Your Weekly Update for Monday, April 5, 2021.
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I recently sat down with an interview with Michael Harding of Keller Williams to talk about some topics in Finance. For ease of access, we broke the interview into eleven segments. Click on the picture and it will take you to the videos on Vimeo at https://vimeo.com/showcase/8304080
Next week, I will post our next interview, in which Michael Harding and I discuss his life in real estate.
Markets were up last week. The Dow Jones Industrial Average rose 0.24% to 33,153.21 while the S&P500 ended up 1.14% to 4,019.87. The Nasdaq Composite gained 2.60% to 13,480.11. The annual yield on the 30-year Treasury fell 2.7 basis points to 2.340%.
On a holiday-shortened week, economic data included strong manufacturing data, as well as continued growth in home prices and consumer confidence. Jobless claims rose a bit, but the March employment situation report came in showing stronger-than-expected recovery.
Global equity markets were mixed to higher last week, along with continued improving economic news. Bonds were also mixed, with rates little changed, but gains in corporates as spreads tightened. Commodities were flat on net, with gains in energy offset by declines in metals.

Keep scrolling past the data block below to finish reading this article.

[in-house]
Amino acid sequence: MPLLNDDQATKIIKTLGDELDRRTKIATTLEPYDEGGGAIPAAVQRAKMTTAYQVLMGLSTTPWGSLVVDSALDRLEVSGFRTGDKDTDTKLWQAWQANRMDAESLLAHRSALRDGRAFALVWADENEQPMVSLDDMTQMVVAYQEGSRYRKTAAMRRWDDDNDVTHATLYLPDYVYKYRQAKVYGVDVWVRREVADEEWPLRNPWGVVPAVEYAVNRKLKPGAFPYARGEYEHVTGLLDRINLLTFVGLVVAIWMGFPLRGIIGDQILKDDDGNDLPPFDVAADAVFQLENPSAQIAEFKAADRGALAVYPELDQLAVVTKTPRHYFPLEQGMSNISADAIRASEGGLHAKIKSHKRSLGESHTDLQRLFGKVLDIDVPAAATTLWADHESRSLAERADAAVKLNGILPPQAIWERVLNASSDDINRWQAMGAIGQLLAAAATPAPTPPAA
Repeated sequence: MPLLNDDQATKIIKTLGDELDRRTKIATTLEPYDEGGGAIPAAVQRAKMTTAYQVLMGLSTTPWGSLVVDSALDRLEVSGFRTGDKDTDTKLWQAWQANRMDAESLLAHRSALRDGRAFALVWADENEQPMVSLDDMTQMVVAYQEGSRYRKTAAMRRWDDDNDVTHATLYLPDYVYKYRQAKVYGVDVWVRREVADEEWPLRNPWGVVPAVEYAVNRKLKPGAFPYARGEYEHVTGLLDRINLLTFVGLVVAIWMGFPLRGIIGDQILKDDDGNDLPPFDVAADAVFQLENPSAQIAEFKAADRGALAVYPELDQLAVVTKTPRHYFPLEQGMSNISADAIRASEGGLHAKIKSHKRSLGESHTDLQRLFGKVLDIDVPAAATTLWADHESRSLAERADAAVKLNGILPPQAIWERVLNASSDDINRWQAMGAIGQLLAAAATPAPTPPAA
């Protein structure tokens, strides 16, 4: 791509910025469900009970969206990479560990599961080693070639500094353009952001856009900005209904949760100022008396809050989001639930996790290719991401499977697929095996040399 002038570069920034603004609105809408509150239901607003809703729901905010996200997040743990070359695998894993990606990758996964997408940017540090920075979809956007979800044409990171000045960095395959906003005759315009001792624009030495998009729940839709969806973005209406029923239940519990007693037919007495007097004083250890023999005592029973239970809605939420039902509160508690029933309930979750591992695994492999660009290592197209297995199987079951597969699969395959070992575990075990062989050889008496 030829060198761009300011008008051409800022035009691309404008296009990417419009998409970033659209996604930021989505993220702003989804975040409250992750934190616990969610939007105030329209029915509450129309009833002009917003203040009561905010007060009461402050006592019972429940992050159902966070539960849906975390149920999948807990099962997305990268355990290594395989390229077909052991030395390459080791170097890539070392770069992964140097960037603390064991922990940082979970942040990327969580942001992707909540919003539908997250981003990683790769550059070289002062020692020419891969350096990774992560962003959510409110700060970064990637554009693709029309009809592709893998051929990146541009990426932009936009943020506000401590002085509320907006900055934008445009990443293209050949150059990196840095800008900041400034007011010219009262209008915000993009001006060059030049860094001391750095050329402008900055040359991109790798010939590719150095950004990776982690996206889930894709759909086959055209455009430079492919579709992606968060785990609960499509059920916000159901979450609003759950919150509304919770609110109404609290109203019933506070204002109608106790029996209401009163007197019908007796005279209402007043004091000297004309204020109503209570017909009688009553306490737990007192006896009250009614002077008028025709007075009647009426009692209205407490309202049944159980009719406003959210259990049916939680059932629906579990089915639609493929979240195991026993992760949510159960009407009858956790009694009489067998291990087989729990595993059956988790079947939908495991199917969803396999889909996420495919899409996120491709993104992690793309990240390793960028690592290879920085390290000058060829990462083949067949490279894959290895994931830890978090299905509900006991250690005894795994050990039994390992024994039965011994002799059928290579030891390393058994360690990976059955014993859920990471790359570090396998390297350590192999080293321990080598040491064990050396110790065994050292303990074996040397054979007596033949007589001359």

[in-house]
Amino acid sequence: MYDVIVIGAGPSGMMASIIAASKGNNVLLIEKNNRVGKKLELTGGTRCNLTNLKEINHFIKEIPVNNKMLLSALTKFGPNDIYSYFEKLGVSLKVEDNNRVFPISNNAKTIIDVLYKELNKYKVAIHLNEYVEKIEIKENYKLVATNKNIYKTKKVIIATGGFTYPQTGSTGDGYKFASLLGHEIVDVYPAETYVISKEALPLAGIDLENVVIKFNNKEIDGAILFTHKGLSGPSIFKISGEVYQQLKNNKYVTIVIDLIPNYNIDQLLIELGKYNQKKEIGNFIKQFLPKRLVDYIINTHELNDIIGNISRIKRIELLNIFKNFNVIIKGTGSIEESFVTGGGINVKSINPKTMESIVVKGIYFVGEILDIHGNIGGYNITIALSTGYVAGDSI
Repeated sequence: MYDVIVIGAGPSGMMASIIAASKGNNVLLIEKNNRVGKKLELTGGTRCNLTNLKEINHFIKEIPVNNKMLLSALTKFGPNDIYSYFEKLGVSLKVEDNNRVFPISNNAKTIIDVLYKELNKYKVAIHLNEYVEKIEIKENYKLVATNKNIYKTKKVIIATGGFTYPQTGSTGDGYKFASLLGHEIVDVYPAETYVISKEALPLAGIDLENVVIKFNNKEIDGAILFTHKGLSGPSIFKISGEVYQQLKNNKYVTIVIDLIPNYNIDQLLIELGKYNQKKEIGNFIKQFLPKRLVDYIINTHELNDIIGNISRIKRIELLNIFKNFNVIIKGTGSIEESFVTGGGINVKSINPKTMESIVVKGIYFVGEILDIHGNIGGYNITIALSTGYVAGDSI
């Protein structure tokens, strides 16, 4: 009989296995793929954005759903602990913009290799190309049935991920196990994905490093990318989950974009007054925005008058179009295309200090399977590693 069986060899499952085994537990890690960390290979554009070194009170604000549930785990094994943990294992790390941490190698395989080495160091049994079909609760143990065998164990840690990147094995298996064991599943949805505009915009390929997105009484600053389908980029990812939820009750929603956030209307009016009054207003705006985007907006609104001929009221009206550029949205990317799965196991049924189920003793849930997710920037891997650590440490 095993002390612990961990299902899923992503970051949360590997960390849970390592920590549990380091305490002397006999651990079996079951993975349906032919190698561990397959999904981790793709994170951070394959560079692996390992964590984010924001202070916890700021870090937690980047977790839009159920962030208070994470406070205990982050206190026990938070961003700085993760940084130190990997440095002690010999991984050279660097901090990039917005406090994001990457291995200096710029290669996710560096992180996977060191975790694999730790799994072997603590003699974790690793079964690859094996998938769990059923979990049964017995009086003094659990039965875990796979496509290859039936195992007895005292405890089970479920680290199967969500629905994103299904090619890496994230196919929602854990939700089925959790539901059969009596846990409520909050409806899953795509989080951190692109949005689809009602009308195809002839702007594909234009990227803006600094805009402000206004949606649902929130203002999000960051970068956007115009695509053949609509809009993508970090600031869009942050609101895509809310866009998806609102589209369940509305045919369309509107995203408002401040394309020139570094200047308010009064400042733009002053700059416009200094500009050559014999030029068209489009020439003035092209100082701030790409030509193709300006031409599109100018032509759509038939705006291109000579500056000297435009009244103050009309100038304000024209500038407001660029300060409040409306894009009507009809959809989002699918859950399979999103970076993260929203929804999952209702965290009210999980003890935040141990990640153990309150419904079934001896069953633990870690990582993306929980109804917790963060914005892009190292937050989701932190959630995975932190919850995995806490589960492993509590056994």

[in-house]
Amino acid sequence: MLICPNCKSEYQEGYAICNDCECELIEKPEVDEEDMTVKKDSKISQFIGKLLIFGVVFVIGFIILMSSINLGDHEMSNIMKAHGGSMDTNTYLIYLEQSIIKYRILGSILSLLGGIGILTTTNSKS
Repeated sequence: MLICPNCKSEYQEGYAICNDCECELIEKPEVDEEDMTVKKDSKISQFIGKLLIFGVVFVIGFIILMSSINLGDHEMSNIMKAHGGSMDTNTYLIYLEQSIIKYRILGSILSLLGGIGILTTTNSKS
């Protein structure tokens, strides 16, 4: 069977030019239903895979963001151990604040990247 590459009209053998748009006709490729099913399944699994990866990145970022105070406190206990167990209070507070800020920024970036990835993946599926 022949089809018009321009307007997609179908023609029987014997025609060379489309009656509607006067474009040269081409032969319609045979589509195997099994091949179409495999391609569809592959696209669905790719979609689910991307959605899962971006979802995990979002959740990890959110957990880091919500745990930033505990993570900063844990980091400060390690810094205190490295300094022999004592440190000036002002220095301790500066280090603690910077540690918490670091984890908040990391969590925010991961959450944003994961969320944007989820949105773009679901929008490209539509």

(+) The March ISM manufacturing index rose by 3.9 points to 64.7, exceeding the median expectation of 61.5 (and reaching the highest level in nearly 40 years). On par with the strong headline report, production, new orders, employment, and supplier deliveries all moved further into expansionary territory. Prices paid, on the other hand, fell back by a half point, but stayed at a high 85 level. This manufacturing bullishness is significant, and nearly all of the underlying segments are showing recovery at an accelerating rate. But time will tell about the duration of its extreme levels; rarely over the last 70 years has the ISM hovered over 65 for an extended period, although it’s stayed in the lower 60’s far more often. Historically, ISM has tended to turn positive after recessions, and the more severe the recession (as in 2020), the higher the expected bounceback. In this case, the timeline has been compressed much more than average in terms of manufacturing recovery.
(-) Construction spending reversed course by declining -0.8% in February, which was just a few ticks better than the -1.0% anticipated; however, several revisions for the two prior months also had an effect. The only increase in spending took place in public residential, up a percent, while public non-residential fell by -2%. Private construction in both categories also declined, most notably in non-residential.